On July 27, 2016, Transport Canada announced a recall on Little Tikes branded booster made by Diono.
On August 5, 2016, Transport Canada announced a recall on the Kids Embrace Friendship Series Combination Booster Seat. The affected seats were manufactured between January and November, 2015 and include Cinderella, Teenage Mutant Ninja Turtle Leo and Spiderman.
For much of North America a big yellow bus means kids are going to school (and for parents in late August that can be a big relief!). Putting a school age Little on the bus for the first time can be stressful for lots of reasons, but in general parents can rest assured that yellow buses are a very safe way to get kids from home to school and back again.
All major health and safety organizations strongly recommend that kids under age 2 ride rear facing. Scientists, statisticians and child passenger safety advocates agree on the immense safety benefit of rear facing to very young spines.
Combi has issued a recall for Coccoro convertible car seats manufactured between January 2009 and June 2016. When used forward facing and installed with a lap belt, the affected seats may not adequately protect the child from crash forces. Caregivers with affected seats should contact Combi for a fix for their seats.
“Longest lasting seat on the market!”
“The last seat you’ll ever need!”
These phrases are music to a frazzled parent’s ears: researching and choosing a car seat is confusing, time-consuming and the idea of doing it all over again in a few years (or months!) can make even the most calm and collected of parents want to sell their car and move to the city. But sadly, car seats are not one size fits all, and marketing claims aren’t all they’re cracked up to be.
Kiddy has announced a recall for some of their Kiddy World Plus combination seats. On the affected seats, the buckle on the shield may not fully engage, meaning that a parent or caregiver might think the child was properly buckled into the seat when she was not. The issue only affects the seat when used with the shield. Seats used in booster mode only are not impacted by this recall.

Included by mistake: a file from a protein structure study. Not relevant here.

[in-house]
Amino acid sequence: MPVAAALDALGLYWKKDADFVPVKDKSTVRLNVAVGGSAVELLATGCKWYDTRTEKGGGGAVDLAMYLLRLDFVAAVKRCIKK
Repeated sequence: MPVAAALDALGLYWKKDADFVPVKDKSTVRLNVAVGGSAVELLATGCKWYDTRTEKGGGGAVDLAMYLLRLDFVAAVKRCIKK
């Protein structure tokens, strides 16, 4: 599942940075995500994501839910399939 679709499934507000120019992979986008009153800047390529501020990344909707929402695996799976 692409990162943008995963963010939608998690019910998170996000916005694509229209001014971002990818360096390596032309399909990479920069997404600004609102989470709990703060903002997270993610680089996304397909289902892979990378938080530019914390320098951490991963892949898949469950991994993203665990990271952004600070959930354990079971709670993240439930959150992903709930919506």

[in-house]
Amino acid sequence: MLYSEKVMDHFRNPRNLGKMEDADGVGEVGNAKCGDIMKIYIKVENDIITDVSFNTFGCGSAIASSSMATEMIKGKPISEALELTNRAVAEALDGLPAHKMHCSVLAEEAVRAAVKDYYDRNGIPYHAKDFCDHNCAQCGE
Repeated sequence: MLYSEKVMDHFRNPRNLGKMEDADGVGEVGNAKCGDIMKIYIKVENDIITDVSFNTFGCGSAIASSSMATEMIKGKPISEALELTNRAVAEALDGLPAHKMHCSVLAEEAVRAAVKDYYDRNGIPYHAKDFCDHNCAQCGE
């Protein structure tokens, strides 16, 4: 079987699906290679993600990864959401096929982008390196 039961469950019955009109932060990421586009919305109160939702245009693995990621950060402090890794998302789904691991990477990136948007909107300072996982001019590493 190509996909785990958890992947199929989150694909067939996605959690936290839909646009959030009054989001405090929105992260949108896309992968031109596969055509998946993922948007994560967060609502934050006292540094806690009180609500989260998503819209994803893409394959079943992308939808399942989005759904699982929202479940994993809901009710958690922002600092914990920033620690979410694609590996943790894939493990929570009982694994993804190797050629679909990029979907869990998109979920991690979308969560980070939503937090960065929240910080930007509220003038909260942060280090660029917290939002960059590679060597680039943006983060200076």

Parents want to keep their kids safe, and as CPSTs it’s our job to help them do just that. Parents often ask us to point them to the safest seat on the market. There’s no simple answer to that question: the safest seat is the one that fits your child, fits your car, and that you use correctly every time. Age, height, and weight all matter when choosing a seat that fits your little. Research shows that children under age 2, no matter their size, should be in rear facing seats, and older children need boosters until they pass the 5 step test.
Both of these warnings are so ubiquitous that maybe you haven’t stopped to read them (or, maybe, your kids are so loud and busy that you haven’t had the chance). These federally mandated warnings say the same thing: the vehicle’s back seat is the safest place for children under age 13 to ride. Sometimes, this warning reads “12 and under”, but the recommendation remains the same: kids should ride in the back seat if at all possible before they turn 13.
You’ve heard the numbers before: car accidents are a leading cause of death for American children. That’s why we want every kid in the right car seat for his or her age and size for every trip: properly restrained children are very well protected in car crashes. Children need proper restraints on an airplane too, but what about those other ways you can get places?